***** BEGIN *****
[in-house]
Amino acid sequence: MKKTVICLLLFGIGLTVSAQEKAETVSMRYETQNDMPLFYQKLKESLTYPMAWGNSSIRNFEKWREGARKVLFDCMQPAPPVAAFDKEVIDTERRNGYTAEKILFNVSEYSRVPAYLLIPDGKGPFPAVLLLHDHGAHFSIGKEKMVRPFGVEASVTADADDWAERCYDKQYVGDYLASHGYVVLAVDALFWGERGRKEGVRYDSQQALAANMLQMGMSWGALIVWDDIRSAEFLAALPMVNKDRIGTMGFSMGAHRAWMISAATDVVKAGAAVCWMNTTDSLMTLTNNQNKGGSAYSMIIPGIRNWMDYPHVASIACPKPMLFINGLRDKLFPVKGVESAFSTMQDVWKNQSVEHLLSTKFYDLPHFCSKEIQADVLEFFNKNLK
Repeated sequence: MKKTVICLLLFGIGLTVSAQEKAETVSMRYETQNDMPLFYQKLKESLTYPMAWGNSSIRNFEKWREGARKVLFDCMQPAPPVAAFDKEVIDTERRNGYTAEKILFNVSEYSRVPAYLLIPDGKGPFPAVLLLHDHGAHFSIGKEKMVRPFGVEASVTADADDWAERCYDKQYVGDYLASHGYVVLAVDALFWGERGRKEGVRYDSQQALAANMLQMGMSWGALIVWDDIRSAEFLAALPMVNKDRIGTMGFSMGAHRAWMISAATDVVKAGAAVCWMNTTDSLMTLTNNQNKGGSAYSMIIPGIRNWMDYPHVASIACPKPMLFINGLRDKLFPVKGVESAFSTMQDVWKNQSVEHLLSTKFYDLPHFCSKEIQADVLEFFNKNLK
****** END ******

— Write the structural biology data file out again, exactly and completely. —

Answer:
[in-house]
Amino acid sequence: MKKTVICLLLFGIGLTVSAQEKAETVSMRYETQNDMPLFYQKLKESLTYPMAWGNSSIRNFEKWREGARKVLFDCMQPAPPVAAFDKEVIDTERRNGYTAEKILFNVSEYSRVPAYLLIPDGKGPFPAVLLLHDHGAHFSIGKEKMVRPFGVEASVTADADDWAERCYDKQYVGDYLASHGYVVLAVDALFWGERGRKEGVRYDSQQALAANMLQMGMSWGALIVWDDIRSAEFLAALPMVNKDRIGTMGFSMGAHRAWMISAATDVVKAGAAVCWMNTTDSLMTLTNNQNKGGSAYSMIIPGIRNWMDYPHVASIACPKPMLFINGLRDKLFPVKGVESAFSTMQDVWKNQSVEHLLSTKFYDLPHFCSKEIQADVLEFFNKNLK
Repeated sequence: MKKTVICLLLFGIGLTVSAQEKAETVSMRYETQNDMPLFYQKLKESLTYPMAWGNSSIRNFEKWREGARKVLFDCMQPAPPVAAFDKEVIDTERRNGYTAEKILFNVSEYSRVPAYLLIPDGKGPFPAVLLLHDHGAHFSIGKEKMVRPFGVEASVTADADDWAERCYDKQYVGDYLASHGYVVLAVDALFWGERGRKEGVRYDSQQALAANMLQMGMSWGALIVWDDIRSAEFLAALPMVNKDRIGTMGFSMGAHRAWMISAATDVVKAGAAVCWMNTTDSLMTLTNNQNKGGSAYSMIIPGIRNWMDYPHVASIACPKPMLFINGLRDKLFPVKGVESAFSTMQDVWKNQSVEHLLSTKFYDLPHFCSKEIQADVLEFFNKNLK